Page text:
Stories

The IRE Resource Center is a major research library containing more than 27,000 investigative stories.

Most of our stories are not available for download but can be easily ordered by contacting the Resource Center directly at 573-882-3364 or rescntr@ire.org where a researcher can help you pinpoint what you need.

Search results for "Internet" ...

  • WSJ: Big Tech's Hidden Costs

    Congress and federal regulators do very little to police Amazon, Facebook and other big technology platforms that dominate the global economy and modern life. The companies say it's not their responsibility to protect consumers from online hazards, due to carve-outs in federal law for digital platforms. The Wall Street Journal investigated the many ways tech companies are passing on that responsibility—and the potential risks—to unwitting consumers. The Journal's reporting stopped Facebook from collecting sensitive personal data including users' menstrual cycles and heart rates; alerted parents to the lack of vetting for prospective nannies with police records including child abuse, sexual assault and murder; and forced Amazon to remove thousands of federally banned and unsafe products including toys with dangerous levels of lead.
  • ProPublica: Unprotected

    Katie Meyler leveraged the internet and a compelling story to launch a charity to educate vulnerable Liberian girls and save them from sexual exploitation. ProPublica revealed how, as Meyler gained international plaudits and fundraised over $8 million, girls as young as 10 were being raped by founding staff member Macintosh Johnson, with whom Meyler had a sexual relationship. The charity then misled donors and the public about what had happened, failed to safeguard all his possible victims even once they knew Johnson had AIDS when he died, and later abandoned to prostitution at least one of the girls who had testified against him in court.
  • NYT: Privacy, Propaganda and Profit in Silicon Valley

    Internet titans, including Facebook, empowered hucksters and propagandists stoking fear and hate, and misled the public about their behavior.
  • Trump's Doctor

    Everybody was talking about Donald Trump’s doctor's note about the candidate's health, which included typos and language like "laboratory test results were astonishingly excellent" and "his physical strength and stamina are extraordinary." But who was the character behind this bizarre letter? In a story that broke news and broke the internet, NBC News revealed that Dr. Harold Bornstein wrote the letter in five minutes with Trump's limo waiting outside his office.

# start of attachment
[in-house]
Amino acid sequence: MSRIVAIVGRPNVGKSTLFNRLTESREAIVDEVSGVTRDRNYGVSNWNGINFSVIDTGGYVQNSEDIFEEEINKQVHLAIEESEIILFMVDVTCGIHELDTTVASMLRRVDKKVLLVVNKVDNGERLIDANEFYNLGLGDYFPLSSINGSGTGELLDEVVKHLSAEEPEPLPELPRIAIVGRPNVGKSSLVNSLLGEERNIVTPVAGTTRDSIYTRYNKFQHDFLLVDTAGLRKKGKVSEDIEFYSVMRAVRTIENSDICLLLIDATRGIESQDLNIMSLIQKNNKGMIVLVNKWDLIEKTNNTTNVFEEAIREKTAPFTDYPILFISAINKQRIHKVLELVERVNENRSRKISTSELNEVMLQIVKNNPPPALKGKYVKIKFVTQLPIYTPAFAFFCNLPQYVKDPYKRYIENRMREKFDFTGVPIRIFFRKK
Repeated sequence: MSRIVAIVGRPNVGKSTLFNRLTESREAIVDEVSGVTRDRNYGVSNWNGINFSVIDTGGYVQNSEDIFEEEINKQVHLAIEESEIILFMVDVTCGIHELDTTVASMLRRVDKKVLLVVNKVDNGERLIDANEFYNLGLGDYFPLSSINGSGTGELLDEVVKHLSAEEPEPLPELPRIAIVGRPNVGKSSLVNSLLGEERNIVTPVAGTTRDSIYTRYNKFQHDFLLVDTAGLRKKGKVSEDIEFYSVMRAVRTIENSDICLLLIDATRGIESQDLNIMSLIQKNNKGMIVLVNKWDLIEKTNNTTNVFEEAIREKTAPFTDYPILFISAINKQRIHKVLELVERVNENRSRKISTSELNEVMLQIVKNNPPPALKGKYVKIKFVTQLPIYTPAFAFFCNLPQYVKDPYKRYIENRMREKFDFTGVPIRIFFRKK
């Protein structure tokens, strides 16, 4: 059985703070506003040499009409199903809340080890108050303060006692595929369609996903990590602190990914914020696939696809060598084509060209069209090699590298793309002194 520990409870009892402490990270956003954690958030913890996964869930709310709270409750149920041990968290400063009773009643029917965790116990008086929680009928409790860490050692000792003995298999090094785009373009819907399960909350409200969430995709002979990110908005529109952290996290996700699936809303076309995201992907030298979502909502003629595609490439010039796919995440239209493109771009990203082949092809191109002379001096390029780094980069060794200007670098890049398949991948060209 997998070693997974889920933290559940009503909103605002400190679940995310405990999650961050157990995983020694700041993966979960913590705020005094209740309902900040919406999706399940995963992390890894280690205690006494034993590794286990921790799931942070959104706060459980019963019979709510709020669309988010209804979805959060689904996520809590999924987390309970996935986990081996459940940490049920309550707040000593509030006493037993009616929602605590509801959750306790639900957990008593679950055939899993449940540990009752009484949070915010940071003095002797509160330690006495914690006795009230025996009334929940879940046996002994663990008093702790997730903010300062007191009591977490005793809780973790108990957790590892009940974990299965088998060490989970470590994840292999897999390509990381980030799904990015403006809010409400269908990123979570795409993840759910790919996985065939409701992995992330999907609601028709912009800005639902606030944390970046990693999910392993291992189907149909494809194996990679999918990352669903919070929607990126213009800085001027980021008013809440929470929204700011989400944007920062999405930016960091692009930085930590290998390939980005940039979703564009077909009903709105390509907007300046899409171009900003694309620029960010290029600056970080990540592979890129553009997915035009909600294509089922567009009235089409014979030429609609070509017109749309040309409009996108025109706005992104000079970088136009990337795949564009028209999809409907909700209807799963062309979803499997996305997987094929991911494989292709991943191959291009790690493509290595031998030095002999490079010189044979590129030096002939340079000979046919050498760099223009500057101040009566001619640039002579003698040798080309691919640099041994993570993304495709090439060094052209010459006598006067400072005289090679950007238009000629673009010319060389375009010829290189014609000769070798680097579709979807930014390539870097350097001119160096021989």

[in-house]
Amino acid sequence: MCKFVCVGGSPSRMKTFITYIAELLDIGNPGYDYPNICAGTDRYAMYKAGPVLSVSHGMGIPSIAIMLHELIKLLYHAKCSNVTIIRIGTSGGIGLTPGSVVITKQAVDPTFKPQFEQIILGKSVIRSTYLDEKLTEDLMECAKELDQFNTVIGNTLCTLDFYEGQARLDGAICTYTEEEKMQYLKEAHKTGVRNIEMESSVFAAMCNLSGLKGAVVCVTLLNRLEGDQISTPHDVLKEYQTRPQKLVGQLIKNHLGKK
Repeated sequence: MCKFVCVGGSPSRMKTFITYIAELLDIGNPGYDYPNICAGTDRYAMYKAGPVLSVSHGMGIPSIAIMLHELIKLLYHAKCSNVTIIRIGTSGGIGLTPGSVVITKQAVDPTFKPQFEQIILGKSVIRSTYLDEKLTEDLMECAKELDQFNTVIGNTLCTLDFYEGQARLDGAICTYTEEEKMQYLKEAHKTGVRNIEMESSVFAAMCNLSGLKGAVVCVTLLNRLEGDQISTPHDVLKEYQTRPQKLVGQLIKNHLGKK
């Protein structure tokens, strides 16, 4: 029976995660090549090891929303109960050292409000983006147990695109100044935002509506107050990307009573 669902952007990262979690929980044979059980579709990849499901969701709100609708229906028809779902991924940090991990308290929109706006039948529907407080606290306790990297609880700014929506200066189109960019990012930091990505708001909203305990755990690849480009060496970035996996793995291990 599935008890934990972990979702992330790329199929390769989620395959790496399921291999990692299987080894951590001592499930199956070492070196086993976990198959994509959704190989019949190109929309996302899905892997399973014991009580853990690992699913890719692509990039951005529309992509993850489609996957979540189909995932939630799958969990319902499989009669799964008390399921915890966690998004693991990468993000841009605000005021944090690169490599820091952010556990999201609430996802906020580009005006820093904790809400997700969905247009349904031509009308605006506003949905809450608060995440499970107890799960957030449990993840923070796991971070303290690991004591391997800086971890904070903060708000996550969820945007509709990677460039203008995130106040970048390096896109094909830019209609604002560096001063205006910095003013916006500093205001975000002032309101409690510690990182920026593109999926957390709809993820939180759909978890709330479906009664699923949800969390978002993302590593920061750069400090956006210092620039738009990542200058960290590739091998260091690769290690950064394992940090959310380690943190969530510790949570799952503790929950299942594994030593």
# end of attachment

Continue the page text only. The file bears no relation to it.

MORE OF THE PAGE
• It Doesn't Make Cents: Hidden 529 Fees

    A tiny number can make a huge difference in how much you "pay to save" using government-sponsored 529 college savings plans. The D.C. government scrambled to completely overhaul its 529 program after the News 4 I-Team found D.C. residents pay thousands more in fees than parents in neighboring states. The team created a special "529 Calculator" that lets parents type in the age of their child, how much they make and where they live to see a side-by-side comparison of how much they could save in each 529 plan in our region...and how much they end up paying in hidden fees. The seemingly simple mobile-friendly design belies an incredibly complex back-end formula, making it the only calculator of its kind available anywhere on the internet. This calculator helped the team definitively show D.C. parents were getting a raw deal - prompting the D.C. Treasurer's office to fire the plan's administrator and award a new contract less than six weeks after the initial investigation aired - saving D.C. parents hundreds of thousands of dollars previously wasted on hidden and unnecessary fees. Story #1: http://www.nbcwashington.com/investigations/Avoiding-High-529-Fees-Navigating-College-Savings-Plan-Pitfalls-397010181.html Story #2: http://www.nbcwashington.com/investigations/DC-Council-Demands-Action-on-College-Savings-Plans-After-I-Team-Report-401179346.html Story #3: http://www.nbcwashington.com/investigations/DC-Announces-New-Administrator-for-College-Savings-Plans-407522785.html